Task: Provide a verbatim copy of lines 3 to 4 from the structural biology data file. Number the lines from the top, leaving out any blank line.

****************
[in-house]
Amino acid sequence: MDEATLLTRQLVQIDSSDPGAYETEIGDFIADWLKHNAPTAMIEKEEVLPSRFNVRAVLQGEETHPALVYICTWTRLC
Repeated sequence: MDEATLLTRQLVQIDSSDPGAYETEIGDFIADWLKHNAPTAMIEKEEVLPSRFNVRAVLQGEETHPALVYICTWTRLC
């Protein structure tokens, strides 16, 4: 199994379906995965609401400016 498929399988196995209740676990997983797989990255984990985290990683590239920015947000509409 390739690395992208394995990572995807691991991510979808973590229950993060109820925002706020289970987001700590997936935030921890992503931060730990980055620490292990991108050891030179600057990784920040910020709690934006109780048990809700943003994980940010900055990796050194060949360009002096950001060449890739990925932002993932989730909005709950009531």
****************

Repeated sequence: MDEATLLTRQLVQIDSSDPGAYETEIGDFIADWLKHNAPTAMIEKEEVLPSRFNVRAVLQGEETHPALVYICTWTRLC
């Protein structure tokens, strides 16, 4: 199994379906995965609401400016 498929399988196995209740676990997983797989990255984990985290990683590239920015947000509409 390739690395992208394995990572995807691991991510979808973590229950993060109820925002706020289970987001700590997936935030921890992503931060730990980055620490292990991108050891030179600057990784920040910020709690934006109780048990809700943003994980940010900055990796050194060949360009002096950001060449890739990925932002993932989730909005709950009531």